Lucy and Todd

Posts Tagged ‘mcewen’

Infinite Ground–Martin MacInnes

In Reviews by Lucy and Todd on November 3, 2016 at 9:33 am

Infinite Ground is a very sharp novel about sick politics, corporate infiltration of society, and good old-fashioned paranoia, a cross between Kafka and The Blob. It’s about late capitalism and spooky capitalism. It provides the frisson you get from reading about the Royal Bank of Scotland or the machinations of Essential Edinburgh.

A retired Inspector of police in a Latin American country is asked to investigate the disappearance of Carlos, a young, seemingly responsible office worker, who takes to hanging upside down in his office and then vanishes from a restaurant. Looking into Carlos’s firm, the Inspector finds that some of its workers are actors, hired to make the company look good and to spur on the real employees in terms of poise and drive.

This company, like many, has duplicate office facilities at a remove, in case of disaster or war: ‘He read it as an example of corporate anxiety. Their imagination of the apocalypse was limited and picturesque, affecting a distinct, geometrically precise land segment, allowing civilization to be transported elsewhere, uninterrupted.’ The idea of duplication, a horror genre staple, grows in the novel until neither the Inspector nor the reader can be sure of what is genuine.

The Inspector is assigned an assistant, a brilliant microscopist. She hoovers out of Carlos’s computer keyboard insect wings, jungle soil, and other substances that suggest Carlos doesn’t live only for his job. The Inspector is fascinated by her and for a while they rub along in a lively, almost rom-com exchange between police thinking and scientific metaphor.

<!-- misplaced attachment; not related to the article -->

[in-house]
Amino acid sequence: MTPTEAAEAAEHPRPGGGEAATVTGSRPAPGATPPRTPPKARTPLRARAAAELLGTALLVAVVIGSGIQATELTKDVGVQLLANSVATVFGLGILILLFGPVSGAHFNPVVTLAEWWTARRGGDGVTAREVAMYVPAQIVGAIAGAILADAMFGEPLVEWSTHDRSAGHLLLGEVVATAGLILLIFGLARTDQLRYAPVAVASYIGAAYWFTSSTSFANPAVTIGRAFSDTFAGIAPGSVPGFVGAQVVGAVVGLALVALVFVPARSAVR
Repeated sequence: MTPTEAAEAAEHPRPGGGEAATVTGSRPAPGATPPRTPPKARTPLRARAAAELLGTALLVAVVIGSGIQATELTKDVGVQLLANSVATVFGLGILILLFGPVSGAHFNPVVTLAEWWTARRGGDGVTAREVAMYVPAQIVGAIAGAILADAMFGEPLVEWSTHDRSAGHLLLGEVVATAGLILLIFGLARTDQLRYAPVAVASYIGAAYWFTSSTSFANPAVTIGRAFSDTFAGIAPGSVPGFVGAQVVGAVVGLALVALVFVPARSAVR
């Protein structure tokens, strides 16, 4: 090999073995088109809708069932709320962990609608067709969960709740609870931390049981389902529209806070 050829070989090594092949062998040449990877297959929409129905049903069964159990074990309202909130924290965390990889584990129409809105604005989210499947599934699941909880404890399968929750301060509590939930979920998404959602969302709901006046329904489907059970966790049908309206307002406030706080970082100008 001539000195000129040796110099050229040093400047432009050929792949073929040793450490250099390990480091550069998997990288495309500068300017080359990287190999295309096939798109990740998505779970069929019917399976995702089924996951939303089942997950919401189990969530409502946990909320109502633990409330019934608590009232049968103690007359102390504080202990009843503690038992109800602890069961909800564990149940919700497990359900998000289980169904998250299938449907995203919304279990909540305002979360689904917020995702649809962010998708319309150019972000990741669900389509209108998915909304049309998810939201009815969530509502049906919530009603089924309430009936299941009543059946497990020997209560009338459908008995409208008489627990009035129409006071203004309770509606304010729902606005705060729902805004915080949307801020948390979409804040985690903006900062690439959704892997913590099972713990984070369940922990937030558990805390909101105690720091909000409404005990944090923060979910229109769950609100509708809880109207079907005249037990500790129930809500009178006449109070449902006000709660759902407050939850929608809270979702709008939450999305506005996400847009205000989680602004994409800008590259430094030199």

In fact, her inventive speculations on micro-organisms exacerbate the Inspector’s growing paranoia, which threatens his investigation. At one point the playful narrative gives over to a fantastic list of what might have happened to Carlos: perhaps he never existed. Perhaps there are fifty or more of him (readers of Stanislaw Lem will enjoy this). Maybe he went walkabout because of food poisoning. Or his mother (she is one of the actresses) made him up.

The Inspector begins to wonder if Carlos was mentally and physically dissolving as a result of contact with some micro-parasite. He even wonders if he himself has contracted the same from his minute examinations of the man’s office. Eventually he decides that Carlos has wandered out of the city and into the forest.

Is the Inspector deranged? Next thing we know, he’s joined a silly tourist group in order to get quickly into the interior. He pays a lot of money, only to be faked out by phony ‘contact’ with ‘tribespeople’. One of them turns out to be the lady who runs the local coffee shop.

Now, strangely, the focus shifts from contingency and conspiracy to a story solely of the Inspector, suddenly alone in the forest, for what reason it’s unclear. (Most of the unexplained elements work here, though occasionally there’s a little too much Twilight Zone.) Is the intention to show him the near impossibility of Carlos remaining alive for long in such a place?

Thoughts of the investigation are abandoned as we watch the Inspector turn into a really icky Robinson Crusoe, eating bugs and worse, trying to keep from losing his marbles as he follows the morning sun. It’s scary: ‘There was less of him and he scouted for parts of the new vegetation reminiscent of his character.’

This novel sends up all kinds of rockets. In its South American atmosphere you will be reminded of Alejo Carpentier’s The Lost Steps. The contemporary social and political unsureness is that of Javier Marias. Its really astute anatomization of employment itself will make you think of Ed Park’s Personal Days. In the biological and jungle horror there’s a lot of Sartre, Conrad and even HP Lovecraft.

Will the Inspector escape the forest? If so, in what condition, and into what world? This section of the novel is a little less satisfying – there’s a Planet of the Apes tedium to it. Earlier there were many exciting explorations of a lot of nasty micro-organisms that sound totally plausible and which are all ranged against us. One in particular takes over bugs’ brains, forces them to march to the sea, and then explodes their heads! You’re left hoping that this isn’t the one that bit this particular policeman.